Archive for May, 2008
Lumiere video follows filmmaking in the tradition of the Lumiere brothers, who are credited for some of the world’s first films. Incidentally, the word lumiere is French for light. Andreas Haugstrup Pedersen and Brittany Shoot drew up the Lumiere Manifesto, outlining their beliefs in what everyday video does and should do. According to them, video without context can be beautiful.No distractions and effects are allowed.The value of the image lies in the multiple interpretations by the viewer.
These are the principles they propose:
- No zoom
- No edit
- No effects
- 60 seconds max.
- Fixed camera
- No audio
Would you like to make Lumiere videos?
Now that you know about videoblogging, or vlogging, it’s time to take your videos to the next level. Video podcasts, or vodcasts, is not to be confused with regular VOD (video on demand), which is for film and TV content, though both are technically videos on demand. To create a vodcast, you need to upload your video file to a server and create an XML file so that iTunes will be able to locate and play it. Putting your vodcast in iTunes makes it accessible and easy to subscribe to and download. In effect, you can use your turn your vlog videos into a vodcast as long as the feed is turned on. Playlist Magazine’s Christopher Breen has step-by-step instructions over at Macworld.
Samsung’s newest HD camera is the SC-HMX20C, which records 1920 by 1080 pixels with its 6.4-megapixel CMOS chip. It features a 10x optical zoom lens and 2.7-inch touch screen LCD. The record button is large and the handgrip swivels for even the most awkward angles, making it user-friendly. The internal 8GB flash memory drive can record 90 minutes of video and is PictBridge compatible. An high capacity SD/MMC card slot and a USB 2.0 port are provided. There is a 300fps slow motion feature, which should come in handy when shooting those memorable moments. For still photos, it works as a 4 megapixel camera. The SC-HMX20 retails for about $850 online.
Image from samsung.com
[Continuing our two-part series on ethics of shooting with your video camera, here are the other things you must consider.]
Third, what the video is for. Whether you’re recording for personal use or commercial use makes a difference. When money changes hands, it is best to have a clear conscience and to ensure that you have not overstepped any boundaries or abused someone’s rights to reasonable compensation.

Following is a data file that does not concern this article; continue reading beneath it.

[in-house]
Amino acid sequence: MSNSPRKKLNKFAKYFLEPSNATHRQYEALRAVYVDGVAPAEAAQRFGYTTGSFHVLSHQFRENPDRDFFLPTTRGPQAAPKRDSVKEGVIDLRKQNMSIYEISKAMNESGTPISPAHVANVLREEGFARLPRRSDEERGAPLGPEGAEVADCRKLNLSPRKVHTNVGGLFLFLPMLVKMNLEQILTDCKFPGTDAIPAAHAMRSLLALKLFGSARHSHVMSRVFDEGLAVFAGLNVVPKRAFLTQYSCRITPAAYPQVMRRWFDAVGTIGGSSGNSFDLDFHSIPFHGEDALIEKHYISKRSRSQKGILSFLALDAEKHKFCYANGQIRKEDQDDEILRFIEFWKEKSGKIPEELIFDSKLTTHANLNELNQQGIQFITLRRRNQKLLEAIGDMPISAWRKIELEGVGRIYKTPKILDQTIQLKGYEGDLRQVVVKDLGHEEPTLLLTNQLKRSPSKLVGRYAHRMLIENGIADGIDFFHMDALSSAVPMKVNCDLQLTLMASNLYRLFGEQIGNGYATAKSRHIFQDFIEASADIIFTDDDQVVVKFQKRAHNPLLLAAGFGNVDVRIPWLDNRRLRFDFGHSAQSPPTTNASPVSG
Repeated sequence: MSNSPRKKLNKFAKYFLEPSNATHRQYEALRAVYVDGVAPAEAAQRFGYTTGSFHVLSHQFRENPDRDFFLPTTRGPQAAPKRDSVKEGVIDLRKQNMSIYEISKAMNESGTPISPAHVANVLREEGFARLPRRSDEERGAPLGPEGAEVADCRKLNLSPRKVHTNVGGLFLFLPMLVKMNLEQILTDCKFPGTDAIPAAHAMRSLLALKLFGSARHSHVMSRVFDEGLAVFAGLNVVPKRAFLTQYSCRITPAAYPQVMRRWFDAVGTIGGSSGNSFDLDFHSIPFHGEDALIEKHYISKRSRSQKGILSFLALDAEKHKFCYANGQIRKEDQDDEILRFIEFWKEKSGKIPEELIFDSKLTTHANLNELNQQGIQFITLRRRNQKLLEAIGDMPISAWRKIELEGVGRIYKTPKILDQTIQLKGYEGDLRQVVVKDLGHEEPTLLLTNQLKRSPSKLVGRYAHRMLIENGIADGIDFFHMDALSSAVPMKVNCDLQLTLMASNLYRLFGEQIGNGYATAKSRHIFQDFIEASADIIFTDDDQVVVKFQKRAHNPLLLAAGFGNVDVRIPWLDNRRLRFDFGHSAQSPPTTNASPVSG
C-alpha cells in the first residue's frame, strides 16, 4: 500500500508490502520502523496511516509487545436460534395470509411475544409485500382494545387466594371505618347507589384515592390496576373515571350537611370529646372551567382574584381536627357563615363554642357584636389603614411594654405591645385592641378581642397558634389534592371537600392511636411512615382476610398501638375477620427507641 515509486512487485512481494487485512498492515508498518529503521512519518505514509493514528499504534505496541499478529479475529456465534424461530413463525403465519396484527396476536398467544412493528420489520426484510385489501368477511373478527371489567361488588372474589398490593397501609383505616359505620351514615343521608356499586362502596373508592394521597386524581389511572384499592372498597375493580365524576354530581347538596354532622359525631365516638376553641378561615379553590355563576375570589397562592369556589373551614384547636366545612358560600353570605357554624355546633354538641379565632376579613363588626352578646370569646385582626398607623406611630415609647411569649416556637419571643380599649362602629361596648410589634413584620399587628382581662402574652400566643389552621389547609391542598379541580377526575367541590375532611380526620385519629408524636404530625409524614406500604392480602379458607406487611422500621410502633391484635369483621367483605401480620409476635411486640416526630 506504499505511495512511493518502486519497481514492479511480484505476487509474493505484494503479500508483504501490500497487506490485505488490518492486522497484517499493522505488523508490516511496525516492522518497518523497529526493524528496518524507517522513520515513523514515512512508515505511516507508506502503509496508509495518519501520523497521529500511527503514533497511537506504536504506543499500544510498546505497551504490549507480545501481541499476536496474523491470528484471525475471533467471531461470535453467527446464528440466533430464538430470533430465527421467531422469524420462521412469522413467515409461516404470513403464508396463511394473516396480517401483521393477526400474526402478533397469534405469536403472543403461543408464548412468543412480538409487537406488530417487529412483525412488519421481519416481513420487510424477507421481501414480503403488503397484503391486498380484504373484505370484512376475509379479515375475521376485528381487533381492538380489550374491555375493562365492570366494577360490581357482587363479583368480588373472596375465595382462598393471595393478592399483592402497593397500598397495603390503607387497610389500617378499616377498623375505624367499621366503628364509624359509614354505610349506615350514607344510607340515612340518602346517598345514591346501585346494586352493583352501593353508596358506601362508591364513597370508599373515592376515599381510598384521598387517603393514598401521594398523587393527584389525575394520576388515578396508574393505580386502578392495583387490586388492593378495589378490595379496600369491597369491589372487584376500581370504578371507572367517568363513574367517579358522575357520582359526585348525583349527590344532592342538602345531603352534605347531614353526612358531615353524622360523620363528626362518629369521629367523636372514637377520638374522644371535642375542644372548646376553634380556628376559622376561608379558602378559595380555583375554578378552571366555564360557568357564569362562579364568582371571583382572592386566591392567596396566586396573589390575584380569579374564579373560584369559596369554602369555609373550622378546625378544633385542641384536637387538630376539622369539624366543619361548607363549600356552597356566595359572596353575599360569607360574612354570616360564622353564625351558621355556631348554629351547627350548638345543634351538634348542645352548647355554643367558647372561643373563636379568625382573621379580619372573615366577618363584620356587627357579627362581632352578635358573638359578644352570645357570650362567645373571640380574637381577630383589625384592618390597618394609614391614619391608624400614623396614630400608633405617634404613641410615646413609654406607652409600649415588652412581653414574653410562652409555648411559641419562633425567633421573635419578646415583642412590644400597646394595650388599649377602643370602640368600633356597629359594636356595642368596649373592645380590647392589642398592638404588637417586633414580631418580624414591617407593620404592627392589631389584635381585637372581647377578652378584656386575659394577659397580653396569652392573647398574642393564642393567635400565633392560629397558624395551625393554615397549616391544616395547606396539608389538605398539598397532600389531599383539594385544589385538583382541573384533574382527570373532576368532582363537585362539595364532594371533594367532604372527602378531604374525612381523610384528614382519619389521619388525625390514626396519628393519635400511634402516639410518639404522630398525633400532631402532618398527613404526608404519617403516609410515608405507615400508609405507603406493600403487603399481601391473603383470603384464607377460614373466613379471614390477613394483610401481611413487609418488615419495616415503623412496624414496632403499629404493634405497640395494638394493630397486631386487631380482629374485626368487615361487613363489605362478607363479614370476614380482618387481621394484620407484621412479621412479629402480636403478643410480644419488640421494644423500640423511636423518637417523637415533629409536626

Fourth, where you are showing the finished video and to whom. Is it going to be for family and friends, or are you going to broadcast it to the world online? Take care when identifying your subjects. They might not want videos of them coming up on searches of their names.
Have camera, will shoot. There are very thin lines between what is acceptable to film and what is not. There are a number of things to consider.
First, whether the location is public or private. A public space like a park or a main thoroughfare is a free-for-all space. However, when shooting in private areas like residential areas and offices, there must be an understanding between you and the owners/administrators of the building of what the video will be used for.
Second, who are the subjects. Bystanders and passersby do not need to be asked for permission unless they are your primary subjects and you will follow them around. More caution is needed when filming children, as their parents may be more wary of their privacy.
They look cool and easy to carry, but is the new generation of portable video cameras better than their bulky, overweight predecessors? It depends on the make and model, of course. But consider the ergonomic implications of a small video cam and make sure you handle it before purchasing. Trying out the controls yourself is the best way to determine fit and comfort. If you are buying online, a trip down the showroom will be worth the effort, whether or not the return policy is sound. It saves you the disappointment of finding the placement of the buttons awkward for your fingers, or the grip inconvenient for your palm.